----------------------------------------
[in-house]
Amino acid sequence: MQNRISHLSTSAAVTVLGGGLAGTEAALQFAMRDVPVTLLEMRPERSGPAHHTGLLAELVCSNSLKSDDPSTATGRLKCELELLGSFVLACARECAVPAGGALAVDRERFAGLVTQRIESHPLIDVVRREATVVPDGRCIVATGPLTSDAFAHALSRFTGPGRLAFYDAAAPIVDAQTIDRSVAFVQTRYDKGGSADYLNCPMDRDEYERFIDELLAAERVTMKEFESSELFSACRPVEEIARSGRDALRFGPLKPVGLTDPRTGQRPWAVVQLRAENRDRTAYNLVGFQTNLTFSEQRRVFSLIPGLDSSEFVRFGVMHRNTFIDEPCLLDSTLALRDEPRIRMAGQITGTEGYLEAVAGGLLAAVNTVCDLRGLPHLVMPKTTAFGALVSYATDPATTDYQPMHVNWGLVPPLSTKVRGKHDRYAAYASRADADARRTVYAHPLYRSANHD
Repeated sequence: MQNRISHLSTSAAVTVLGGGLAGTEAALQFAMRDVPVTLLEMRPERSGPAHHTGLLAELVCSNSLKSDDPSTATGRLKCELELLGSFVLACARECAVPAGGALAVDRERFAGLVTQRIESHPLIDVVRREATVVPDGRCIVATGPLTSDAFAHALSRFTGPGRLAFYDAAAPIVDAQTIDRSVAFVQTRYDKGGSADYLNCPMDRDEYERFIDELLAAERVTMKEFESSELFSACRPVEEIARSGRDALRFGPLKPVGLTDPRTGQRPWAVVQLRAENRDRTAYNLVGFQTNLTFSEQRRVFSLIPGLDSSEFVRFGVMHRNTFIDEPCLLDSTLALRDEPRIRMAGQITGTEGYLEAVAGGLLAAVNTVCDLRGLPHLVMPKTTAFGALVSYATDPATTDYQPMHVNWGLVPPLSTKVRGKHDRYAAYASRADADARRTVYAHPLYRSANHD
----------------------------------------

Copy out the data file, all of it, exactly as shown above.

[in-house]
Amino acid sequence: MQNRISHLSTSAAVTVLGGGLAGTEAALQFAMRDVPVTLLEMRPERSGPAHHTGLLAELVCSNSLKSDDPSTATGRLKCELELLGSFVLACARECAVPAGGALAVDRERFAGLVTQRIESHPLIDVVRREATVVPDGRCIVATGPLTSDAFAHALSRFTGPGRLAFYDAAAPIVDAQTIDRSVAFVQTRYDKGGSADYLNCPMDRDEYERFIDELLAAERVTMKEFESSELFSACRPVEEIARSGRDALRFGPLKPVGLTDPRTGQRPWAVVQLRAENRDRTAYNLVGFQTNLTFSEQRRVFSLIPGLDSSEFVRFGVMHRNTFIDEPCLLDSTLALRDEPRIRMAGQITGTEGYLEAVAGGLLAAVNTVCDLRGLPHLVMPKTTAFGALVSYATDPATTDYQPMHVNWGLVPPLSTKVRGKHDRYAAYASRADADARRTVYAHPLYRSANHD
Repeated sequence: MQNRISHLSTSAAVTVLGGGLAGTEAALQFAMRDVPVTLLEMRPERSGPAHHTGLLAELVCSNSLKSDDPSTATGRLKCELELLGSFVLACARECAVPAGGALAVDRERFAGLVTQRIESHPLIDVVRREATVVPDGRCIVATGPLTSDAFAHALSRFTGPGRLAFYDAAAPIVDAQTIDRSVAFVQTRYDKGGSADYLNCPMDRDEYERFIDELLAAERVTMKEFESSELFSACRPVEEIARSGRDALRFGPLKPVGLTDPRTGQRPWAVVQLRAENRDRTAYNLVGFQTNLTFSEQRRVFSLIPGLDSSEFVRFGVMHRNTFIDEPCLLDSTLALRDEPRIRMAGQITGTEGYLEAVAGGLLAAVNTVCDLRGLPHLVMPKTTAFGALVSYATDPATTDYQPMHVNWGLVPPLSTKVRGKHDRYAAYASRADADARRTVYAHPLYRSANHD